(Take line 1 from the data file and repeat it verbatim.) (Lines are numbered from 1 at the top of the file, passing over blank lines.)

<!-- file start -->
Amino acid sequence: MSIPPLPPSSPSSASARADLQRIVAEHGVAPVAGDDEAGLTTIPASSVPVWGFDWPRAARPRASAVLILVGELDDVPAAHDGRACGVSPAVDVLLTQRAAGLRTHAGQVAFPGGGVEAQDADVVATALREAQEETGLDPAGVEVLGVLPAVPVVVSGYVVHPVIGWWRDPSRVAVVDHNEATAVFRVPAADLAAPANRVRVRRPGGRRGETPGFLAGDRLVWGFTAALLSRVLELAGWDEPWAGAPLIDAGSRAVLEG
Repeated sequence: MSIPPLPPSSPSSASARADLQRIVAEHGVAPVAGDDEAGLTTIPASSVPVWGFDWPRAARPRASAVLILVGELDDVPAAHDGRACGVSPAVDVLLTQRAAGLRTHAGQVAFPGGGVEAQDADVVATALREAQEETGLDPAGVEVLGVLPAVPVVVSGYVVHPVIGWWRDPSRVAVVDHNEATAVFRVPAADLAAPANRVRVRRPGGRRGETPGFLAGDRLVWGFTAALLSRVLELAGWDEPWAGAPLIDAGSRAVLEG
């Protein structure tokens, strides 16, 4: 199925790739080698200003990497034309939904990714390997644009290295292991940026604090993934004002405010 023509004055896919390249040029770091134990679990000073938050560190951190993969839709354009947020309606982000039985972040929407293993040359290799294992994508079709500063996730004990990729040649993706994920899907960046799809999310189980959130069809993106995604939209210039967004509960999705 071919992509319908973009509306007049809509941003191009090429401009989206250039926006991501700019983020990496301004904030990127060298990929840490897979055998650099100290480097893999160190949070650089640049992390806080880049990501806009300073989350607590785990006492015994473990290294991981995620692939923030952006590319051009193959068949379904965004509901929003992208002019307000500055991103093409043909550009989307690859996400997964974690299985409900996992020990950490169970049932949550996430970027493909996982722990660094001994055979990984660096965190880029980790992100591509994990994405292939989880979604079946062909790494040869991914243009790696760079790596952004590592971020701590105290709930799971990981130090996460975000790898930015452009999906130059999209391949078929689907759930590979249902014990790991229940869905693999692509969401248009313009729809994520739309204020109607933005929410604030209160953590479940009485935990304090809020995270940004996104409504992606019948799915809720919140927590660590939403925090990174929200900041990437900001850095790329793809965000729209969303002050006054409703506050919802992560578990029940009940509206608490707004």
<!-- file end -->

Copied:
Amino acid sequence: MSIPPLPPSSPSSASARADLQRIVAEHGVAPVAGDDEAGLTTIPASSVPVWGFDWPRAARPRASAVLILVGELDDVPAAHDGRACGVSPAVDVLLTQRAAGLRTHAGQVAFPGGGVEAQDADVVATALREAQEETGLDPAGVEVLGVLPAVPVVVSGYVVHPVIGWWRDPSRVAVVDHNEATAVFRVPAADLAAPANRVRVRRPGGRRGETPGFLAGDRLVWGFTAALLSRVLELAGWDEPWAGAPLIDAGSRAVLEG